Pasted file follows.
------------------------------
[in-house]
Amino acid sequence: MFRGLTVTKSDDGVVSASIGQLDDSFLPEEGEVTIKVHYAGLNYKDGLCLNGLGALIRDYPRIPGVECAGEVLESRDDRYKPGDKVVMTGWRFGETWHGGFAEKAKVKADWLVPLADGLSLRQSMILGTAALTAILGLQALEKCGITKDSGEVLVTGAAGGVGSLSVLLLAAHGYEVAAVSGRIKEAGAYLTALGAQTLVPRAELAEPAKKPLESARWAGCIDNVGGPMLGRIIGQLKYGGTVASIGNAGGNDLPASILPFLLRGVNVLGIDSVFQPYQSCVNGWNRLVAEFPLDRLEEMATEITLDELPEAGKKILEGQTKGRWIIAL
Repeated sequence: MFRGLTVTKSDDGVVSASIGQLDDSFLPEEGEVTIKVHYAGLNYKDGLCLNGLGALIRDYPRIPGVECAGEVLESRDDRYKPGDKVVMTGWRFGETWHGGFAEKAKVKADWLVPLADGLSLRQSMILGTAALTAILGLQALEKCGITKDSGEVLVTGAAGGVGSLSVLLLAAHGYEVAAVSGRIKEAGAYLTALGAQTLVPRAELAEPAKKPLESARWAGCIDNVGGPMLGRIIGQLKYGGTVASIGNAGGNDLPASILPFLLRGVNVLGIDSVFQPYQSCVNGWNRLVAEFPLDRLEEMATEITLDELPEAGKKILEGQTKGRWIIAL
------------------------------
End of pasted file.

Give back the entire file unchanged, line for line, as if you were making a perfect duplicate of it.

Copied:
[in-house]
Amino acid sequence: MFRGLTVTKSDDGVVSASIGQLDDSFLPEEGEVTIKVHYAGLNYKDGLCLNGLGALIRDYPRIPGVECAGEVLESRDDRYKPGDKVVMTGWRFGETWHGGFAEKAKVKADWLVPLADGLSLRQSMILGTAALTAILGLQALEKCGITKDSGEVLVTGAAGGVGSLSVLLLAAHGYEVAAVSGRIKEAGAYLTALGAQTLVPRAELAEPAKKPLESARWAGCIDNVGGPMLGRIIGQLKYGGTVASIGNAGGNDLPASILPFLLRGVNVLGIDSVFQPYQSCVNGWNRLVAEFPLDRLEEMATEITLDELPEAGKKILEGQTKGRWIIAL
Repeated sequence: MFRGLTVTKSDDGVVSASIGQLDDSFLPEEGEVTIKVHYAGLNYKDGLCLNGLGALIRDYPRIPGVECAGEVLESRDDRYKPGDKVVMTGWRFGETWHGGFAEKAKVKADWLVPLADGLSLRQSMILGTAALTAILGLQALEKCGITKDSGEVLVTGAAGGVGSLSVLLLAAHGYEVAAVSGRIKEAGAYLTALGAQTLVPRAELAEPAKKPLESARWAGCIDNVGGPMLGRIIGQLKYGGTVASIGNAGGNDLPASILPFLLRGVNVLGIDSVFQPYQSCVNGWNRLVAEFPLDRLEEMATEITLDELPEAGKKILEGQTKGRWIIAL